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Book #34 of 2016: Chronology (part 1)

Chronology by [various authors].
Rating: Okay (Hated-Disliked-Okay-Liked-Loved) [Based on part one only.]



In a way, this book bugged me. Chronology is a collection of short stories with the theme of "time". Stories about time travel? Nope. Stories set in the past/future? Nope. To be included in this book, the story had to be set in a period of time. If your story cannot meet that bar, I'd be curious to see it!

So these stories had no central theme at all. Some were set in the past, some future, some in the current RL world, some in a fantasy world. With the exception of one author (Piers Anthony), every author in this book was a Curiosity Quills (publisher) author. So this book felt more like an advertisement for the publisher and its authors than anything else.

A YA book takes me about 4 hours to read. A normal book 6-8. This book will take me almost 12 hours to finish, so I'm going to break the review up into two parts. Stories 1-13 are reviewed below. Stories 14-24 will be in a later post.

1) Draconic King, by James Wymore

Turns out I read a book by Wymore before: Back in 2014, Salvation. (My review here.) I'm glad I didn't realize that until I was nearly at the end of this story, because while I strongly disliked his writing in that book, I enjoyed this short story a lot. I enjoyed it enough that I went to track down more things written by him, and thus discovered my previous history with him.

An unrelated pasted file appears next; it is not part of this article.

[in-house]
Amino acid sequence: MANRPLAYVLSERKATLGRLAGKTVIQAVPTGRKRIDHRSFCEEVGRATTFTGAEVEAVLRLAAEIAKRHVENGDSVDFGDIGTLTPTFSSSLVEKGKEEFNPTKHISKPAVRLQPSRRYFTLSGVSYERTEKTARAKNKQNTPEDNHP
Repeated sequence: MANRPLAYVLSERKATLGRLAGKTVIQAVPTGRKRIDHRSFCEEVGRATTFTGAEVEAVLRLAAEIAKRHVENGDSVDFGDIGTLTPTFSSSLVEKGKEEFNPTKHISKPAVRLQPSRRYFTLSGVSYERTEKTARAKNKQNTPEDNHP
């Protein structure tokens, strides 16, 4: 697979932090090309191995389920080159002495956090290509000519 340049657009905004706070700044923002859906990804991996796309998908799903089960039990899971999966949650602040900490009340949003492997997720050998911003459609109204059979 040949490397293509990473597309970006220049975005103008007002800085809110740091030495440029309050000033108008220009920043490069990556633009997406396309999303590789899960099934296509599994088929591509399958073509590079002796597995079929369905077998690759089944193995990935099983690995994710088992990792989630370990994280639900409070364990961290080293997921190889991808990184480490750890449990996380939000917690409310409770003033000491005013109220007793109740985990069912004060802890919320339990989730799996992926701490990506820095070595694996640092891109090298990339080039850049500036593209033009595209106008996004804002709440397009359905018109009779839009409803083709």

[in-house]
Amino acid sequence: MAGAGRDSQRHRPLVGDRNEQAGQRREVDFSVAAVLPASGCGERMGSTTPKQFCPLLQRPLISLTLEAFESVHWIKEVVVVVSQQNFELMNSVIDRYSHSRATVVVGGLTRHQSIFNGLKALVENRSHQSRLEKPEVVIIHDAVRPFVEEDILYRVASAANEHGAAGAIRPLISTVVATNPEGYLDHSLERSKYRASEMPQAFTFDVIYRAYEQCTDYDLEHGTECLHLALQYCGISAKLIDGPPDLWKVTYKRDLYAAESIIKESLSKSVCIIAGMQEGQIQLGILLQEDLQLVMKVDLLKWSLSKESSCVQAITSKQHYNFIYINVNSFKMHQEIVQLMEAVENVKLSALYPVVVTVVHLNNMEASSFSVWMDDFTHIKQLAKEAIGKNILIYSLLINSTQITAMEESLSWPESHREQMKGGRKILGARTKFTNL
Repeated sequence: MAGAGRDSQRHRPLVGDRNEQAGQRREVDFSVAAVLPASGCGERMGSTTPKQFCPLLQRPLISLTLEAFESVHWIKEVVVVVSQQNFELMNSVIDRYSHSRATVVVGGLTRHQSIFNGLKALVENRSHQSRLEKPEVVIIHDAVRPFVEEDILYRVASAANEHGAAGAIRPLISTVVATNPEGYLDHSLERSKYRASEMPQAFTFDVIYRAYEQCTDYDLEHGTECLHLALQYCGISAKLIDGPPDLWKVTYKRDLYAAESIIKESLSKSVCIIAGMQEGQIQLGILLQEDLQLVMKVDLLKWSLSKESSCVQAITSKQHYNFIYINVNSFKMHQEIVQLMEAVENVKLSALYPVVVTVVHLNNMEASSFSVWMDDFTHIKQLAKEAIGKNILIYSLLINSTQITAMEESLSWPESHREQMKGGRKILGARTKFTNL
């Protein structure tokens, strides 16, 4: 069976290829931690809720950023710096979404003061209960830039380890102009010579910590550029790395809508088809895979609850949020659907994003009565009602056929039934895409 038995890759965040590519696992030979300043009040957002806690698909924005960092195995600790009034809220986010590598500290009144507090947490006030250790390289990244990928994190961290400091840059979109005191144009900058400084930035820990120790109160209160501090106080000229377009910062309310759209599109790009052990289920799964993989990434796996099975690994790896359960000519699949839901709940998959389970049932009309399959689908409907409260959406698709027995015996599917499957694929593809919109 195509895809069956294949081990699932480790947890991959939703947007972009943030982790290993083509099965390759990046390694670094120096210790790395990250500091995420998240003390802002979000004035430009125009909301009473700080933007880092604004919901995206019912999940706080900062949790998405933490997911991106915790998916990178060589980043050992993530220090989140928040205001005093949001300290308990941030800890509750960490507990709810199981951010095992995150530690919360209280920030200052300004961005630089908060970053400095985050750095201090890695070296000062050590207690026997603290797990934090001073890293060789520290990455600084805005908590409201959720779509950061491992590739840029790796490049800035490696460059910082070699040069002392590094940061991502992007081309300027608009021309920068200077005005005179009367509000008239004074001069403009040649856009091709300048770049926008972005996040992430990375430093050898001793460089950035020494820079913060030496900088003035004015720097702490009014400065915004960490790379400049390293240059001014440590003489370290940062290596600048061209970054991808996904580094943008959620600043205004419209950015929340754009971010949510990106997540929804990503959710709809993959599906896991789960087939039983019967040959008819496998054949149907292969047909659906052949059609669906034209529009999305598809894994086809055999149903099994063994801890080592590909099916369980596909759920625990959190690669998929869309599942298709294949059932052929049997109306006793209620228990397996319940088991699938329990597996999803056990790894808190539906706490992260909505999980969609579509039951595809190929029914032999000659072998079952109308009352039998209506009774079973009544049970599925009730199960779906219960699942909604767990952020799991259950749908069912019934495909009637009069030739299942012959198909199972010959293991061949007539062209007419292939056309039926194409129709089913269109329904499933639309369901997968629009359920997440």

Draconic King was a simple, straight forward story, but it worked. A king of a small, weak kingdom was about to lose a war, and thus his kingdom. He worked with a dragon to save it. The king was interesting and flawed (something his main character in Salvation sorely lacked), and the world and storyline were logical (again, something Salvation lacked). I really enjoyed how he handled the dragon and the way the partnership between the two worked. All in all, a really enjoyable story and a great start to this book.

2) Wind-Up Hearts, by Stan Swanson

Abandoned. Too slow. Seemed to be about a couple whose hearts were replaced with cogwork.

3) Flight of the Pegasus, by Darin Kennedy

Abandoned. Generic, uninteresting steampunk.